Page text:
Children Behind Bars for Life: A New Report Focuses on the Youngest Victims of Mandatory Sentencing

By Jung, Alex | Colorlines Magazine, May-June 2008 | Go to article overview

Children Behind Bars for Life: A New Report Focuses on the Youngest Victims of Mandatory Sentencing


Jung, Alex, Colorlines Magazine


PRISON CLOTHING WAS NOT MADE to fit 13-year-old bodies. The shirt drapes as it would on a wire hanger, and the pants engulf the legs as they would on a clown, shredded at the bottom to make room for the feet. The notion of incarcerating children is, like the clothing, ill-fitting and macabre, a twisted joke the criminal justice system plays on those who should be playing dress-up in spacesuits or scrubs.

[ILLUSTRATION OMITTED]

Such photos are part of a new report issued by the Equal Justice Initiative, an advocacy organization, which found that there are at least 2,225 children under the age of 18 serving life sentences in U.S. prisons; almost two-thirds of them are children of color. The youngest was sentenced at the age of 13. "About 75 percent were sentenced under mandatory sentencing statutes," said Bryan Stevenson, the executive director of the Equal Justice Initiative, adding that this happened as a result of state and federal "tough on crime" legislation that has increasingly treated children as if they were adults.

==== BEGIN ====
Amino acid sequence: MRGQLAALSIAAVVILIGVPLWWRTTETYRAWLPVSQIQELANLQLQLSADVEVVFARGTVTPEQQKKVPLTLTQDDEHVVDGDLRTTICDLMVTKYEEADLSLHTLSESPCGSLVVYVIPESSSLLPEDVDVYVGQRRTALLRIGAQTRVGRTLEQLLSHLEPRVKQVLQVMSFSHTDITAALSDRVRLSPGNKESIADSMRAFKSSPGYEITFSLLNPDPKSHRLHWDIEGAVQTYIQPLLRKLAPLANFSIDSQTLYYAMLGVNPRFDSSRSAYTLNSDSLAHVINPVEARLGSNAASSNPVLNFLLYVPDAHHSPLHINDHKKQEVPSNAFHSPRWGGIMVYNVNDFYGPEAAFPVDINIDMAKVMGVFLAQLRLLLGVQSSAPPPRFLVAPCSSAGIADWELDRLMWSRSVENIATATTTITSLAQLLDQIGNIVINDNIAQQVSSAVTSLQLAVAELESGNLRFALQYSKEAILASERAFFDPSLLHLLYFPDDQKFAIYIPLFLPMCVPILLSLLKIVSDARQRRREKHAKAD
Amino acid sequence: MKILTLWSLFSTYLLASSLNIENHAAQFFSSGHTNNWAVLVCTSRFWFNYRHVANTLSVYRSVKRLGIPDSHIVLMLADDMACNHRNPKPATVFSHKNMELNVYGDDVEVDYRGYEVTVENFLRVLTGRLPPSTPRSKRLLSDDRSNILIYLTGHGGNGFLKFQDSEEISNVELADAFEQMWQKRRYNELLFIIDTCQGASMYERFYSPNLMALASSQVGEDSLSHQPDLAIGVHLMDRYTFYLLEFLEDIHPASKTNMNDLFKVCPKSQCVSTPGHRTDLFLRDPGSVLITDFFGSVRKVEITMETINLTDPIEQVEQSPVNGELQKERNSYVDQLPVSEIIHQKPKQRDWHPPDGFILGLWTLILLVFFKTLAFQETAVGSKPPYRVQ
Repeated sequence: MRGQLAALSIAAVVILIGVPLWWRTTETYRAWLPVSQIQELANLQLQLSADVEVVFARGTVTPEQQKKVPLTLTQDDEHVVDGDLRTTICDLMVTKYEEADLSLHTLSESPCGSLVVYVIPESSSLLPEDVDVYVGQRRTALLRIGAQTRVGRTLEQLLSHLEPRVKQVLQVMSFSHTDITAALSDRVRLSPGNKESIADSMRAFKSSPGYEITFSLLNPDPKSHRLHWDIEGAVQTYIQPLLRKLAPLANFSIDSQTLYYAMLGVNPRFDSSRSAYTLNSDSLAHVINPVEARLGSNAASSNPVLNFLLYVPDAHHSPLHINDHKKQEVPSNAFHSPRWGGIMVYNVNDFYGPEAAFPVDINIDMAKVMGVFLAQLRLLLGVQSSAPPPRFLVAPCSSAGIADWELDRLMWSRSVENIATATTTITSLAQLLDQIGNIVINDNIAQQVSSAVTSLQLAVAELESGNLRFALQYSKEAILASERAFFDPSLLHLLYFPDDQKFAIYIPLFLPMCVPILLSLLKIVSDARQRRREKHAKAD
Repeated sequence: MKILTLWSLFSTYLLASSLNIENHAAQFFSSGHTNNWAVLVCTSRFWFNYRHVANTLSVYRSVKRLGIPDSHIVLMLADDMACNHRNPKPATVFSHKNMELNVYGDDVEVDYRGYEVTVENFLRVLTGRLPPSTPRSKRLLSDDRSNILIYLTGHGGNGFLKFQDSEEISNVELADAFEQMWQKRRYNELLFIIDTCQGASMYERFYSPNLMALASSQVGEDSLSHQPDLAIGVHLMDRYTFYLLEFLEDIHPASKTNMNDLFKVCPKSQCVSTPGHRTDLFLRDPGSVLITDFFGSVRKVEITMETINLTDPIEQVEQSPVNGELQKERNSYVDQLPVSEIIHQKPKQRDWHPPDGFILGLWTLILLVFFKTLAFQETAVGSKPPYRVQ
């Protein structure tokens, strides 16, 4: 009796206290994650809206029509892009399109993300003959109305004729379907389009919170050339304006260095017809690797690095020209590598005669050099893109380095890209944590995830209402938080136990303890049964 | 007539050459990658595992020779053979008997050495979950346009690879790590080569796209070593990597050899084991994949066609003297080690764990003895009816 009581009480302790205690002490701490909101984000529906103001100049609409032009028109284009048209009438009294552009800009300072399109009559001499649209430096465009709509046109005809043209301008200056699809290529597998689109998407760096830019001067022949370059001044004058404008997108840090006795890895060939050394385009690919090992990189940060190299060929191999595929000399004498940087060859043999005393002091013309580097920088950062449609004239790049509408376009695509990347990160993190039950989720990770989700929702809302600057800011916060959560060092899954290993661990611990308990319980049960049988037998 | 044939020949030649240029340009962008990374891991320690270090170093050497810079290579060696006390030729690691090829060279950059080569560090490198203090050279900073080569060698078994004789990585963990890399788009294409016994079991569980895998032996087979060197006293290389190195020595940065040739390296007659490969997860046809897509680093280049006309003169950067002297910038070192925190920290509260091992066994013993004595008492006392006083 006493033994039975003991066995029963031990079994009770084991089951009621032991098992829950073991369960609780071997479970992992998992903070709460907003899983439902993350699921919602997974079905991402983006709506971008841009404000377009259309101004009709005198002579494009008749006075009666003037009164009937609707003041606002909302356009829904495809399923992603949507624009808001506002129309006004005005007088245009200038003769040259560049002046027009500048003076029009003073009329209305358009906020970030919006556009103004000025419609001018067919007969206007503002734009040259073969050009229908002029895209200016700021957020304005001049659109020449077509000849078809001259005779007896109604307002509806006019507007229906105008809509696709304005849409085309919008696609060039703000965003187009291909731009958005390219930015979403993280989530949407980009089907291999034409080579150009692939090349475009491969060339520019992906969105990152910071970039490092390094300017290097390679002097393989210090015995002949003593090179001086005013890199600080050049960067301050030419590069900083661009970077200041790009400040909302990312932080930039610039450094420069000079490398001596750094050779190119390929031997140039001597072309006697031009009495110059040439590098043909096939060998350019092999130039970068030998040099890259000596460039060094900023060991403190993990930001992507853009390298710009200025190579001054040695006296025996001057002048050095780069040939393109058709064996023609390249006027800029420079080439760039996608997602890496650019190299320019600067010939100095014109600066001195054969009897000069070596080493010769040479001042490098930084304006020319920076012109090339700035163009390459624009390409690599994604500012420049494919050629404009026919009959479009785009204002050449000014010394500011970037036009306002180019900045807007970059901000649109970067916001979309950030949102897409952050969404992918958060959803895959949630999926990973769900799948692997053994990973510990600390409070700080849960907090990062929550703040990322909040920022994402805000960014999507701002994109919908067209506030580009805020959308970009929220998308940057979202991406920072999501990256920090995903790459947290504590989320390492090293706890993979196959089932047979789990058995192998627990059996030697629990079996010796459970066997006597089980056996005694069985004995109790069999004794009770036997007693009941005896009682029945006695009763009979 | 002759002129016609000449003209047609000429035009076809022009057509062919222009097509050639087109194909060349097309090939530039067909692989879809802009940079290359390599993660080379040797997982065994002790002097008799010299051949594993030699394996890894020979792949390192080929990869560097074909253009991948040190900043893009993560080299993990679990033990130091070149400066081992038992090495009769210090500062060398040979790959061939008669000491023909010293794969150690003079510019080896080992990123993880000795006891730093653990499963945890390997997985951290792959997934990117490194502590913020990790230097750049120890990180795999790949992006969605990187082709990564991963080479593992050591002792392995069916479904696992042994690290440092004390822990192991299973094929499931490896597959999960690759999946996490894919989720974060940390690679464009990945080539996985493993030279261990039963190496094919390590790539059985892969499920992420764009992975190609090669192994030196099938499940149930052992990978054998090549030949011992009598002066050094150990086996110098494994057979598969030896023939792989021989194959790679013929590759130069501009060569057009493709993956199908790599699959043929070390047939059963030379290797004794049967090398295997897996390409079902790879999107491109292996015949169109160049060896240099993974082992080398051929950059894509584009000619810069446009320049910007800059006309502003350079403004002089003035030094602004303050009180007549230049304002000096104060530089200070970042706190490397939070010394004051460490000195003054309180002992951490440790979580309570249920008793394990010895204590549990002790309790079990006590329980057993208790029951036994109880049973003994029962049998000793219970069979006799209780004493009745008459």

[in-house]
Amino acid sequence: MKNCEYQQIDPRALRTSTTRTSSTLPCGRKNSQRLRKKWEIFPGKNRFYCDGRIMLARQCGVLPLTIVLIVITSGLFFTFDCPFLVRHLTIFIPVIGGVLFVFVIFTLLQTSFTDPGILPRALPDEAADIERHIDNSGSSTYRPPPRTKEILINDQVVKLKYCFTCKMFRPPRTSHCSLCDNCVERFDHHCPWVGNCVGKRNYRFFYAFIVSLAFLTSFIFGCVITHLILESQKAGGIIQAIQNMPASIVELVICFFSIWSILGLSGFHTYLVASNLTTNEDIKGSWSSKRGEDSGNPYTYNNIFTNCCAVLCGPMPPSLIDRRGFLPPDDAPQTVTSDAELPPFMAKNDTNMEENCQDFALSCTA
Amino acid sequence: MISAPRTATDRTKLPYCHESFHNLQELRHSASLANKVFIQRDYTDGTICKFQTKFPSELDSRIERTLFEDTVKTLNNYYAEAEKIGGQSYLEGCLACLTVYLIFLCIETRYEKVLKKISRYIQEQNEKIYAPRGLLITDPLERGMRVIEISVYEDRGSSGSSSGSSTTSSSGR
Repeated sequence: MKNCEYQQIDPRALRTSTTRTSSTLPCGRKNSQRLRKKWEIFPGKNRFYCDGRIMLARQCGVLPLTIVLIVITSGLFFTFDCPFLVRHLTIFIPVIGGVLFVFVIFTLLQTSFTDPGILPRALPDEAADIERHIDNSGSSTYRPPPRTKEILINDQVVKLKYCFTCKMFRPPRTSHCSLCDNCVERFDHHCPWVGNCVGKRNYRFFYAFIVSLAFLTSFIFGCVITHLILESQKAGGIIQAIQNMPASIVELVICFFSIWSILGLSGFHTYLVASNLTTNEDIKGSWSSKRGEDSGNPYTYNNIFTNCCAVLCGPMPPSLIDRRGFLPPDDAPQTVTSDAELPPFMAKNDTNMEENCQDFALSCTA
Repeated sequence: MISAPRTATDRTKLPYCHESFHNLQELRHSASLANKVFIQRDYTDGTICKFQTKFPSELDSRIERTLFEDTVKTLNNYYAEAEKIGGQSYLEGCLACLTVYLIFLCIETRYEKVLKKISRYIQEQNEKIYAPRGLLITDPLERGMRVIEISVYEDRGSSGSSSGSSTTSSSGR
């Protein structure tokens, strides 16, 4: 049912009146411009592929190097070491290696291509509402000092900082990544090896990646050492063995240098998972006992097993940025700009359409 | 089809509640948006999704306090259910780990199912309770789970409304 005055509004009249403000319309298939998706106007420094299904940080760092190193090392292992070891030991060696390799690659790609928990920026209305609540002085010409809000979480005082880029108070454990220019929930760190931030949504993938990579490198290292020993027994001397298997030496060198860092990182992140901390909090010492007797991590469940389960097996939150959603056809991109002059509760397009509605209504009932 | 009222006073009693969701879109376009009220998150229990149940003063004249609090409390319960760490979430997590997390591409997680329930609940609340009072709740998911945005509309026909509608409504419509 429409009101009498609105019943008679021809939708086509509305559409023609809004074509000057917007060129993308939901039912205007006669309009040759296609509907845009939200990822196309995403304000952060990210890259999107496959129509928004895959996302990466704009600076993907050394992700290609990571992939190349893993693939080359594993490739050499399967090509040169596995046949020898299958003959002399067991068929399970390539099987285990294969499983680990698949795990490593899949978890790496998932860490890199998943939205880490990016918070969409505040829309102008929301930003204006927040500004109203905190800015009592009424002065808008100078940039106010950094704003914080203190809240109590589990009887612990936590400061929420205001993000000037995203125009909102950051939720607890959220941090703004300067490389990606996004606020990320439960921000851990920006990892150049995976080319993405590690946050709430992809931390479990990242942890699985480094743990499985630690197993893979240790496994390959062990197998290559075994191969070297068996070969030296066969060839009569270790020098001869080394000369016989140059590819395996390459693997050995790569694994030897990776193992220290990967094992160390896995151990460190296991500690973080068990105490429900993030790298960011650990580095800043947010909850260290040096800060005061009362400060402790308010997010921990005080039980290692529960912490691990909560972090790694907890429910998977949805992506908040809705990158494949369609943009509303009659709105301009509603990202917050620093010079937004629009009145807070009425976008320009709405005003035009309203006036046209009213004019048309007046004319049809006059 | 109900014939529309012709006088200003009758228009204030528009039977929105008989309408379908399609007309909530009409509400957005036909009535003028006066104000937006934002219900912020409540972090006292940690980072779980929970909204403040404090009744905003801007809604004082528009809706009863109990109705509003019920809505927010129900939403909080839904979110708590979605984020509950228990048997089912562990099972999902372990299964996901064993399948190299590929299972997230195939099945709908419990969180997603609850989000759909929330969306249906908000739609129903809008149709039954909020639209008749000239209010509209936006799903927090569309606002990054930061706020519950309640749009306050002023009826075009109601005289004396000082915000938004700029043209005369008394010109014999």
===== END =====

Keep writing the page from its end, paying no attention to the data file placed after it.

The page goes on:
The report focuses specifically on 73 children who are 13 and 14 years old and serving life sentences. Stevenson said they chose that age group because the legal system makes distinctions for children under the age of 14. It is not a philosophical argument but a pragmatic, albeit questionable, one. "You have to create priorities and strategies that build on things," explained Stevenson. "When it comes to reforming the criminal justice system, incrementalism is a necessary strategy."

In almost all cases, condemnation to prison for the children featured in this report was an instance of jumping out of the frying pan and into the fire. Their backgrounds share familiar struggles: poverty, physical abuse, sexual abuse and drug-addled caregivers. …

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